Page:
The concept of employee alumni networks isnâ€™t a new fad â€“ theyâ€™ve been around for donkeyâ€™s years and can be an extremely valuable retention resource for your company. After all, just because employees may have left your organisation, it doesnâ€™t necessarily mean they arenâ€™t still loyal.
All too often, it is employees or ex-employees that are driving this effort and not the company, this is a fundamental mistake. If you as a company havenâ€™t already set them up, youâ€™re missing a trick. Itâ€™s easy enough to do â€“ just take a look at AstraZenecaâ€™s Alumni Network on Linkedin.
Itâ€™s a fact that actively involving your staff in decision making will increase your chances of holding onto your top talent.Using social media is a great way to do this â€“ it will get your staff talking, and most importantly sharing ideas with one another. The information nature of social networking platforms mean that employees may feel more free to openly brainstorm ideas without feeling that they are being watched or scrutinized.
An example of a company that have got this down to a tee is Kraft Foods. In 2009 Kraft decided their company needed a little facelift. As with any company, Kraft were aware that their employees are the people that knew their brand best. Therefore, in a bid to generate ideas, the company implemented an internal social networking tool in order for employees to submit their ideas.
In order to cultivate ideas sharing and ultimately increase your employee retention, you need to stop meticulously controlling your employees use of social media and start concentrating on how you can set up online ideas forums, or maybe start a conversation via Twitter.
Encouraging creativity is key to employee retention. It sounds obvious, but your employees really need to enjoy their jobs in order for them to stay loyal to your organisation. So stifling creativity in the workplace is a big no no.
A great way to get those creative juices flowing and really create a buzz in the workplace is to use Youtube.
A great example of this in action is the Deloitte Film Festival. The organisers asked employees to create short videos in response to the question, â€˜Whatâ€™s your Deloitte?â€™ Employees were allowed to work in teams of 1 to 7 people to make videos reflecting their experiences of working for Deliotte. An impressive 400 submissions were received with 2,000 people taking part . The channel has had over 400,000 views and 33% of staff reported they felt more loyalty to the company as a result. So why not give it a go?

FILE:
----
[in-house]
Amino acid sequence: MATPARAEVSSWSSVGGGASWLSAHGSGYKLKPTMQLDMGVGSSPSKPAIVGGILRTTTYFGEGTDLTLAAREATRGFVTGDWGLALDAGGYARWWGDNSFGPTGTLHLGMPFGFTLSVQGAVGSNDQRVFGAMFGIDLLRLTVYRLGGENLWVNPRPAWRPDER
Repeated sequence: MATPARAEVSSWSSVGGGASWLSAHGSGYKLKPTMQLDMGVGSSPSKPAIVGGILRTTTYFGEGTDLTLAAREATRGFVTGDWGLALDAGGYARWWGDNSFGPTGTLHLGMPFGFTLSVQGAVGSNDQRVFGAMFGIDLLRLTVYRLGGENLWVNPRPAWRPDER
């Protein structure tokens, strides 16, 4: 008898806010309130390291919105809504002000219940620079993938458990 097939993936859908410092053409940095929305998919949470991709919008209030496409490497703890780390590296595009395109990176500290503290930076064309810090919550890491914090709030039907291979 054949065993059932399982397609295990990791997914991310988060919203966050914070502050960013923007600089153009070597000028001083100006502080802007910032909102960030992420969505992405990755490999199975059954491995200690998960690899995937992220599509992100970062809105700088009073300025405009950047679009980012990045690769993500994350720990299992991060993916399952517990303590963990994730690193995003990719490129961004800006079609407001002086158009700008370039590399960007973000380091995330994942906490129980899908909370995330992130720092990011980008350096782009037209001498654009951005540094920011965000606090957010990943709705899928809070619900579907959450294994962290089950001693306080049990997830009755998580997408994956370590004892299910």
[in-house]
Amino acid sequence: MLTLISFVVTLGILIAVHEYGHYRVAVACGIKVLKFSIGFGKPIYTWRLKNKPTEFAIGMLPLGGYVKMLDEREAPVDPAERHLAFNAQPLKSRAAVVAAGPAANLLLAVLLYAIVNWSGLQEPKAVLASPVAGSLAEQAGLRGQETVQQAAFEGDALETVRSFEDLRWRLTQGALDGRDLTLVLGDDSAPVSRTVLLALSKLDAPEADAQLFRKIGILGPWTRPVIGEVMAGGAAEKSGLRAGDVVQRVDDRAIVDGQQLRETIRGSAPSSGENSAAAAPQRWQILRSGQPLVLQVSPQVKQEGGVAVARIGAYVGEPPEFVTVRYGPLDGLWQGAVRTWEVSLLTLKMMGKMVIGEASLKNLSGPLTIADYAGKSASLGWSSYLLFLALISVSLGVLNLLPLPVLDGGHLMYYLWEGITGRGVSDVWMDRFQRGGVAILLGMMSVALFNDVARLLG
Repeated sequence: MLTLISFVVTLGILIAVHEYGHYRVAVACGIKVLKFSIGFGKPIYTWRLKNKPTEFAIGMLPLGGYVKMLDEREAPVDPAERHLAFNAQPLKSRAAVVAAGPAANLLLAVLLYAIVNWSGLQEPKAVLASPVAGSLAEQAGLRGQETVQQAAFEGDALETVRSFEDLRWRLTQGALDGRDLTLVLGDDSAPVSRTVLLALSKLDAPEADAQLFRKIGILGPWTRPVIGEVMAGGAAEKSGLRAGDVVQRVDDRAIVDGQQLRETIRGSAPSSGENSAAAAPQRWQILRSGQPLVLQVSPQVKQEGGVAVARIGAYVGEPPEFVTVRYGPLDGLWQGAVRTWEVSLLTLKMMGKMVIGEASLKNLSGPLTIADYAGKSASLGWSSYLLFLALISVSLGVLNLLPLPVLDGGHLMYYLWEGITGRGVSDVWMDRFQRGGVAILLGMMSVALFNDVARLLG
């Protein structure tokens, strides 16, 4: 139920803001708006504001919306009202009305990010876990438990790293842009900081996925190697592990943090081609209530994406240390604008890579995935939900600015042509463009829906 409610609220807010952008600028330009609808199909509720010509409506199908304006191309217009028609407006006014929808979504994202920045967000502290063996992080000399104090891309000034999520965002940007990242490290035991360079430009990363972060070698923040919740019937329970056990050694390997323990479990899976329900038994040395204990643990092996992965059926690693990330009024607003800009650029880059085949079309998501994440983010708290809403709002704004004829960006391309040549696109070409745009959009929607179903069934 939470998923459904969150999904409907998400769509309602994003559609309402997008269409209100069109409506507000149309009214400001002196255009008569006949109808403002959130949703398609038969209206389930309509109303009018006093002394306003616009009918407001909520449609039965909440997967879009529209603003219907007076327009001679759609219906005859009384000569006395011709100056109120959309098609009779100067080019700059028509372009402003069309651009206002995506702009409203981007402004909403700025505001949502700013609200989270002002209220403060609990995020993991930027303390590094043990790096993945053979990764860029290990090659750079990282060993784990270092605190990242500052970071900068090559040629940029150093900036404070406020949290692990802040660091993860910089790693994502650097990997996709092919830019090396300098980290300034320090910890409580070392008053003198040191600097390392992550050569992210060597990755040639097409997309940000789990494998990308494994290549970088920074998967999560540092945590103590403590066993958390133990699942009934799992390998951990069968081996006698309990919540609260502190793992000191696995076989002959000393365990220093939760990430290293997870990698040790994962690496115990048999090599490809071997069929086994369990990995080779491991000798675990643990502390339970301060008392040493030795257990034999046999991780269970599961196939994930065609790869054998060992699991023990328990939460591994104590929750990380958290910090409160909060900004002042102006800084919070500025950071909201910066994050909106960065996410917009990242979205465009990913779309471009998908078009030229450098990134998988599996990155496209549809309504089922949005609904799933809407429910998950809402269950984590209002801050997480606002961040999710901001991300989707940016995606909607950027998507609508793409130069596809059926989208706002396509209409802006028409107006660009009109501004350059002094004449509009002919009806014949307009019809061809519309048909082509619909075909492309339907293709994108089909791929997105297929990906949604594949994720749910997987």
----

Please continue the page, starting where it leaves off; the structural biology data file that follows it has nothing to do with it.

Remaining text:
You can use social media to do this. A great illustration of this is the clothing retailer Zapposâ€™ innovative use of Twitter. 300 of their employees are active users of Twitter, and the company are passionate that it helps employees get to know each other in a different way than they would within the workplace, therefore creating a more positive friendly culture. After all, friendship and camaraderie between employees is one thing that will definitely keep them sticking around for longer. They even hold Twitter classes to help their employees get started.
Whichever way you look at it, social media is revolutionising the ways in which businesses are run and how we communicate. So like it or lump it, we all need to learn to love it. Fact.
Using social media to retain your best talent may seem like an uphill struggle â€“ but, as with any other tool, when it comes to social media â€“ you really do get out what you put in.
As we have illustrated, major companies are already harnessing the opportunity that social media can bring in terms of employee retention. But our survey highlights a distinct lack of uptake with the companies we surveyed, with only 10.7% stating that social media was part of their employee retention strategy.
So, if your company is in the same boat, we strongly recommend that you get involved now. Social media is nothing to be afraid of â€“ itâ€™s affordable and effective and we hope that these simple tips will help you keep hold of your best talent. Go on, give it a go, we dare you.
Last updated on: 22/02/2011 12:08:09